BY DAVE LINK
Hayden Barnett and Camdyn Cranfill didn’t need much time to find their groove as new bass-fishing co-anglers.
Not any time at all, really.
In their second tournament fishing together for the Roane County (Kingston) High School Fishing Team, Barnett and Cranfill won the Tennessee Bass Nation’s Southeast Division event last Saturday (Oct. 14) at Chickamauga Lake.
They were 23rd in their first tournament, Sept. 9 in a Tennessee Bass Nation State Open on Nickajack Lake.
“It’s definitely a game-changer,” Cranfill said. “We fish really well together. We both have different mindsets and it definitely helps going into a tournament to have two different ways of looking at it.”
Both anglers were successful with their previous co-anglers.
Barnett, a junior at Kingston, was looking for a new partner when Will Bacon decided to focus on golf for his senior year at Kingston.
Barnett doesn’t blame Bacon, whose golf career has taken off. Most recently, Bacon won the Class A state individual title last week, leading the Yellow Jackets to their third consecutive team championship.
“We’re still super good friends,” Barnett said. “We talk a lot and all that. He’s great at golf and that’s how he’s going to college, so why not focus on golf his senior year?”
Cranfill, meanwhile, opted to split with Owen Ray and the Rhea County Eagle Anglers after fishing together last season and during middle school, when they finished second in the 2022 Bassmaster Junior National Championship.
Barnett is psyched about fishing with Cranfill.
“I think we’re going to fish super together,” he said. “We already have. He’s a phenomenal fisherman, and we just get along so good.”
Ray is now fishing with Turner Tharpe for the Rhea County Eagle Anglers, and the duo finished fourth at Chickamauga.
TOP FINISHES, TOUGH DAY
It was tough fishing last Saturday on Chickamauga Lake.
Barnett and Cranfill won with the five-bass limit weighing 15.08 pounds with a big bass of 3.87 pounds (they caught two bass about the same size).
Alcoa’s Jackie Hatfield and Graham Willis were second with five bass weighing 13.41 pounds, including a 3.36-pounder.
Hunter Owens and Clayton Kelley of Karns were third (five bass, 12.94 pounds, 3.37-pounder), ahead of Ray and Tharpe of Rhea County (five bass, 11.09 pounds) and fifth-place Trevor Sanford and Presley Lannom of Mt. Juliet (five bass, 10.95 pounds, 2.68-pounder).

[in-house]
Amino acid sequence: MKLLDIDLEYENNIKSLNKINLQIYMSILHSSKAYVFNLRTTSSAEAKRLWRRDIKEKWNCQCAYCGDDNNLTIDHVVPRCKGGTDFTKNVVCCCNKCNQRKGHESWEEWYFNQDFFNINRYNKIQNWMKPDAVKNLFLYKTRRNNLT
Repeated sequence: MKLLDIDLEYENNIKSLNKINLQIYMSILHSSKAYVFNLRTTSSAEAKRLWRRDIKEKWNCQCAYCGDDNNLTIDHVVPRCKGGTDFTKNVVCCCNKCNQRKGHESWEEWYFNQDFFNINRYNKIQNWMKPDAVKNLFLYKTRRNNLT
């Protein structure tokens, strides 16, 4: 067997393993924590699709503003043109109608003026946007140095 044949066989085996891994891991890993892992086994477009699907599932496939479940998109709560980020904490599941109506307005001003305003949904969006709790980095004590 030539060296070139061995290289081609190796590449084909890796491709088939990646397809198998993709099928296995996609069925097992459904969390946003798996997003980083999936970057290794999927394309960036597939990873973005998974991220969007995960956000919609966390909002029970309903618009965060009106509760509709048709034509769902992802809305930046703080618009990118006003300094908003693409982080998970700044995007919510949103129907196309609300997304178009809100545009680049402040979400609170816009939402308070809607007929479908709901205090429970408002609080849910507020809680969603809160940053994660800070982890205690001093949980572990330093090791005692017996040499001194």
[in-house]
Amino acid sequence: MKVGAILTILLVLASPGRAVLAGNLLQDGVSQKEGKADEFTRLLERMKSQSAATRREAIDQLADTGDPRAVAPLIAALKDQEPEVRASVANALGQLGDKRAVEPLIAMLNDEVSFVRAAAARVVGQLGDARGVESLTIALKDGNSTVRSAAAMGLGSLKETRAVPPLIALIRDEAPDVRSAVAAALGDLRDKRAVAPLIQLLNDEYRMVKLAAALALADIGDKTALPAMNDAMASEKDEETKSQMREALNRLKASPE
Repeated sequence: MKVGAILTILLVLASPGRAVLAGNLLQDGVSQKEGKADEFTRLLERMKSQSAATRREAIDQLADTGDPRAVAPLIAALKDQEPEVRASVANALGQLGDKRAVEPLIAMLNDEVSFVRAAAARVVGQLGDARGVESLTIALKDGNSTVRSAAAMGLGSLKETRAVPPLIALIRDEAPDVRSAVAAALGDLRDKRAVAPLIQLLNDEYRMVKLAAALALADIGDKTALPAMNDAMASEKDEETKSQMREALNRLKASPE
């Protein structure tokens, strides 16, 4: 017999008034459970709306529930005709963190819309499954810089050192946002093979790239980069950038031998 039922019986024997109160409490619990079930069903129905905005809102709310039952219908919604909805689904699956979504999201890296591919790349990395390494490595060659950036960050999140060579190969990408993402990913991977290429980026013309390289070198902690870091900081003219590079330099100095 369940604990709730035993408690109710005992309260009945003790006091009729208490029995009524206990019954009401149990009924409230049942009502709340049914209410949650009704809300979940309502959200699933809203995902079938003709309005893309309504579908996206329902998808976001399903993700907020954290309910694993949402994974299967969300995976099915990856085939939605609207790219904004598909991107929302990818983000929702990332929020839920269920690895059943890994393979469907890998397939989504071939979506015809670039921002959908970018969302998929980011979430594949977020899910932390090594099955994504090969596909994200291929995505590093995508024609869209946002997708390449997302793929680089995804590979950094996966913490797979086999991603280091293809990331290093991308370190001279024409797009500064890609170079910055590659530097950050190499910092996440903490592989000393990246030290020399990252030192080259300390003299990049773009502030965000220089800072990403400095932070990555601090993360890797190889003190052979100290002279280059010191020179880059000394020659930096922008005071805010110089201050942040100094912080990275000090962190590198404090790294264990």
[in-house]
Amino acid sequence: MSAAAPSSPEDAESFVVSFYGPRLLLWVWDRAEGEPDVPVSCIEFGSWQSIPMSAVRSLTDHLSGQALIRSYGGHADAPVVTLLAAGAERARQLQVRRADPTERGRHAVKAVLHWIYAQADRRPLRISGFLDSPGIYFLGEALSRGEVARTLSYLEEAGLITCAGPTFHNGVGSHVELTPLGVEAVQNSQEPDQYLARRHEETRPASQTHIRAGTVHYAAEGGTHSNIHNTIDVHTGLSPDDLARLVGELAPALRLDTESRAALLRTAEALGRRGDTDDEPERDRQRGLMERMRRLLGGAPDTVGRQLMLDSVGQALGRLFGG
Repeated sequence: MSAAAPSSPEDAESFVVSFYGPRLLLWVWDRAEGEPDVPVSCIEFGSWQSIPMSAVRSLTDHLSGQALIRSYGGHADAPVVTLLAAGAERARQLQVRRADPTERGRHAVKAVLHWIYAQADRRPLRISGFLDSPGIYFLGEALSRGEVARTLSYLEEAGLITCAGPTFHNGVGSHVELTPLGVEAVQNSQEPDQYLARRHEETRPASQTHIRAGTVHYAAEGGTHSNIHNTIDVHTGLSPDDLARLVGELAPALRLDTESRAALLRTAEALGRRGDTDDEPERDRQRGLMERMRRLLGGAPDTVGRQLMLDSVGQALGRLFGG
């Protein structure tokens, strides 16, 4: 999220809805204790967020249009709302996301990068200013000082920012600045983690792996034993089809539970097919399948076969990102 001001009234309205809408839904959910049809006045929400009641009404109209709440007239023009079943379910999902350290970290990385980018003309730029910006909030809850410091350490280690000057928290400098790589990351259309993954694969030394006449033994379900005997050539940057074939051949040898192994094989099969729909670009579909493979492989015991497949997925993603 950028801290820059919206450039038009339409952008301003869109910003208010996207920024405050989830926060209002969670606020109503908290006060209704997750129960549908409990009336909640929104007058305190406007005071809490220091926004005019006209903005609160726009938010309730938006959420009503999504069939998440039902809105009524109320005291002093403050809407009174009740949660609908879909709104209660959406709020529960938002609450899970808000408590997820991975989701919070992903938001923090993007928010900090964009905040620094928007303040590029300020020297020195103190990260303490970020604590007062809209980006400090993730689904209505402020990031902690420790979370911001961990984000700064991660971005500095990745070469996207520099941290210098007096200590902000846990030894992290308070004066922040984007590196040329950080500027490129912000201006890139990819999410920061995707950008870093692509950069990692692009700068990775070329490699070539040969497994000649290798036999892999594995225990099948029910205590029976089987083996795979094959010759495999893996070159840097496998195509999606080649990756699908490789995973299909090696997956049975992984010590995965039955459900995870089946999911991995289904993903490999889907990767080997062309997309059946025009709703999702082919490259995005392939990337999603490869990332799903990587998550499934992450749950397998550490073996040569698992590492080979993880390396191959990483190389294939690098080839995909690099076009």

Only eight of the 136 boats in the high school division had the five-bass limit, and 66 boats didn’t get a keeper bass.
Derrick Turner and Logan Gibson of Sale Creek Junior Bass won the middle-school division with three bass weighing 7.57 pounds, including a 4.77-pounder. Will Collins and Kyler Jenkins of Soddy-Daisy Junior Bass were second with two bass weighing 5.91 pounds and a 3.95-pounder.
Cranfill, a sophomore who is home schooled, lives in Dayton, and Chickamauga is his home lake, but that didn’t help much last Saturday.
“That’s probably the toughest I’ve seen it, ever,” Cranfill said.
Why so tough?
“A bunch of boats fishing, just practicing for the tournament,” Cranfill said, “and a big cold front came through, so it went from like 70 and 80 degrees to like 50 degrees, and that shut ’em down quite a bit.”
HOW THEY WON
Like Cranfill, Barnett has fished Chickamauga plenty of times, both with Bacon and during pre-fishing before last Saturday.
Barnett was on fall break before the tournament, and he and Cranfill both practiced all week with their dads leading up to the event.
On the windy, partly cloudy day, Cranfill got a tough day started when he caught a nearly 4-pounder in the morning, their first keeper of the day.
“It looked small when it first blew up on it,” Cranfill said, “and I set the hook and it started pulling really hard. I knew once I hooked into it, it was a good one.”
All their keeper bass were largemouth caught on frog-type lures except for one caught on a buzzbait.
Despite having their limit at about 1 p.m., Cranfill and Barnett forged their way to a spot they figured had some big bass, and it wasn’t easy getting there.
“We got stuck a few times trying to get back to the place,” Cranfill said. “It was definitely shallow.”
Their boat was in about a foot of water when Barnett caught his biggest bass – around 3.89 pounds. They caught other keepers on the same shallow grass mat.
“We found that spot about three weeks before the tournament,” Cranfill said, “and I’d went there a few times and didn’t do any good. I pulled up there the week begore this tournament and they were there.”
And they were still there last Saturday.
“We pulled up to the right place at right time,” Barnett said. “We got our fifth keeper there and culled three or four times in that same mat, right before went into weigh-in.”
Barnett and Cranfill will fish the Tennessee Bass Nation State Open this weekend (Oct. 21) on Percey Priest Lake.
Their hot finish on Chickamauga might help.
“We definitely got the ball rolling on this one,” Cranfill said. “I think we gained the momentum we need going into the next tournaments coming up.